Given the way tech companies are changing the way Seattle looks, feels, and does just about everything, is it any surprise that the robot uprising is being planned right here at home? Two different reports today seem to tell the same story: The robots are coming.
First up is the release of The Madrona report, which calls for self-driving cars to be introduced to the 142 miles between Vancouver and Seattle that make up the I-5 Cascadia Corridor. The point being not only to make life easier (and safer) but also to "demonstrate to the world our Cascadia region’s status as a leading global center of innovation where governments and private enterprises can work in partnership to solve human problems."
An autonomous vehicle plan for I-5 could initially allow autonomous vehicles to share the HOV lanes. Over time, with more and more autonomous vehicles on the road, this would evolve into HOV lanes being exclusively for autonomous vehicles. The final step as autonomous vehicles largely replace existing vehicles would be to exclude non-autonomous vehicles from I-5 except for certain defined times when highways are not congested such as most of weekends and 8:00 p.m. to 4:00 a.m. on weekdays. The first phase of this plan could begin to be implemented immediately and the final phase could occur in ten to fifteen years.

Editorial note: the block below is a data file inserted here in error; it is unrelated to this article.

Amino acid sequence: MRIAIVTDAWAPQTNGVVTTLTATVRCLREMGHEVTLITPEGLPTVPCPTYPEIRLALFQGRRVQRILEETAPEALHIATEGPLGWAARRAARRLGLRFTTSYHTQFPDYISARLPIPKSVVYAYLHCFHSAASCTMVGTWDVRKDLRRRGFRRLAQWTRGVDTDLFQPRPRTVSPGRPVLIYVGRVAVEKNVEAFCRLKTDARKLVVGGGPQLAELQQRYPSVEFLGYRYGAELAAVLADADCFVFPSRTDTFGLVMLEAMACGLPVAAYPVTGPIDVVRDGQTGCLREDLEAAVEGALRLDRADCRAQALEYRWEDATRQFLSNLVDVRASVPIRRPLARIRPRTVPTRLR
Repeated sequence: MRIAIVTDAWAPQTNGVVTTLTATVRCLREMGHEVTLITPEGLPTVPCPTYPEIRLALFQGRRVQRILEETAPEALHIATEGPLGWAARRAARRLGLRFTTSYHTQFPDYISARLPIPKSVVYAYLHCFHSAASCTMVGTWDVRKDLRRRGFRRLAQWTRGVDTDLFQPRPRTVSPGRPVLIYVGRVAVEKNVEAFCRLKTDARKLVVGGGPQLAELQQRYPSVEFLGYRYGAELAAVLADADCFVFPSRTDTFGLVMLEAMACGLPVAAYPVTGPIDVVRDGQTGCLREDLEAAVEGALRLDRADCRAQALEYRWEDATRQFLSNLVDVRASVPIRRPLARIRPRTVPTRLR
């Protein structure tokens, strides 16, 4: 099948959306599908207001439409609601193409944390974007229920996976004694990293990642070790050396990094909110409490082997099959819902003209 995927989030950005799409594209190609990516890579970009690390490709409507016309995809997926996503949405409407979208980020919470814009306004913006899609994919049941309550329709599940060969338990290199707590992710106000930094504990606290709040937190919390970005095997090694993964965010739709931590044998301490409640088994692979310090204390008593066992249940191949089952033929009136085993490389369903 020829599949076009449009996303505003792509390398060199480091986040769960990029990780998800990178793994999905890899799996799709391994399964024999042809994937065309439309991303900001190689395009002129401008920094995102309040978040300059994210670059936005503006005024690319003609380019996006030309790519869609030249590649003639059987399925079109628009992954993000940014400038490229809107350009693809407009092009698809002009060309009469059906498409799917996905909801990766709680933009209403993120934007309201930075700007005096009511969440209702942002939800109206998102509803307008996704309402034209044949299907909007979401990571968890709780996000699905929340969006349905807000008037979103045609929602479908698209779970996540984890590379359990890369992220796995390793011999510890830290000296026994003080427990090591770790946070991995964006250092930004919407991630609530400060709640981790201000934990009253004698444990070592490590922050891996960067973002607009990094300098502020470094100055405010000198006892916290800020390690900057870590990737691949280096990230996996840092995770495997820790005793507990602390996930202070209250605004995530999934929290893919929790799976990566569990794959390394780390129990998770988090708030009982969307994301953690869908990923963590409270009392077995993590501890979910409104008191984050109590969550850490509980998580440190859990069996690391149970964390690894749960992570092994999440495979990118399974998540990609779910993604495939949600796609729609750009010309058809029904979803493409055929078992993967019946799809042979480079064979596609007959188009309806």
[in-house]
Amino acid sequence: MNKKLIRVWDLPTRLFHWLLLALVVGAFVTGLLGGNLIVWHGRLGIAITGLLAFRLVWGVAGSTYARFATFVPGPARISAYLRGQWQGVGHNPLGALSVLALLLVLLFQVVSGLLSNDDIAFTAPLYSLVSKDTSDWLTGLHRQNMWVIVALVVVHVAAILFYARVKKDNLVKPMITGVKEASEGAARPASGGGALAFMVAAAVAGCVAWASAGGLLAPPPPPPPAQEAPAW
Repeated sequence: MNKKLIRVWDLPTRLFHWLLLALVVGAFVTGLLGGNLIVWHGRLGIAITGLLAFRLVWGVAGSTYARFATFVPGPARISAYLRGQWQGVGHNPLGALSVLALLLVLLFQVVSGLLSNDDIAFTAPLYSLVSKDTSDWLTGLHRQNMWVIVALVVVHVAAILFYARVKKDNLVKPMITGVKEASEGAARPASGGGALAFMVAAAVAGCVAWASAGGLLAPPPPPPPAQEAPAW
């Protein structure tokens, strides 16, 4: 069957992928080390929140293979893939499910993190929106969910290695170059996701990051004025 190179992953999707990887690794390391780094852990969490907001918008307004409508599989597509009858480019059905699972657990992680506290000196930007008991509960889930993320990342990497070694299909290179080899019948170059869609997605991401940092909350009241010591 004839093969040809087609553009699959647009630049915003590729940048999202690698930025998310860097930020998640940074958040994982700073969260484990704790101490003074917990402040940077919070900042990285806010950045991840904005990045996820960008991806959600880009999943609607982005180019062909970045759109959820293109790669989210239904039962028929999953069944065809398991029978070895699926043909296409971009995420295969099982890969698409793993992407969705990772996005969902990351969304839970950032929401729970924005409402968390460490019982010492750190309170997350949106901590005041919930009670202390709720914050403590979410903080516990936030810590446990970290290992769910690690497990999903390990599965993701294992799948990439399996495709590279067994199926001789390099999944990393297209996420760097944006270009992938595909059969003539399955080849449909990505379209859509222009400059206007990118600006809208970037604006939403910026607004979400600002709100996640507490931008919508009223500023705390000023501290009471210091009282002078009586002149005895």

The benefits they point out include, amongst other things, commuter time recaptured (think of what you could be doing instead of physically controlling your car while sitting in traffic all day?), reductions in vehicle accidents and deaths, increased road capacity, reduced congestion.
The report points to the facts that both Seattle and Vancouver are dealing with aggressive traffic issues and both also include booming tech and start-up scenes. They estimate a cost around $250 million per mile, which shakes out to around $30 billion altogether.
Considering we’re trying to approve a basic light rail system for the region (and still facing pushback), it seems unlikely Seattle is going to rally around something this futuristic just yet. But perhaps it’s something that will seem viable sooner than later.
One driverless machine we could see roaming the streets of Seattle much sooner is the self-driving delivery robot. Per GeekWire, Starship Technologies is currently meeting with Seattle lawmakers in the hopes of getting regulatory approval for a 35-pound ground-based robots that will make deliveries across the city.
The tiny delivery bots are actually about to launch a pilot program in Washington, D.C. If approved, the robots would be able to delivery parcels, groceries, and food, though the specifics would still need to be worked out.
The gist is that you would place an order online with an approved retailer. When the robot was loaded up (they can carry up to 22 pounds), you’ll be notified by smartphone. Then, you schedule when you want the delivery to arrive and the robot times its delivery (it travels around four MPH). The robot uses cameras and ultrasonic sensors to navigate the city. Robots would be stored in warehouses and also be distributed via vans driving around.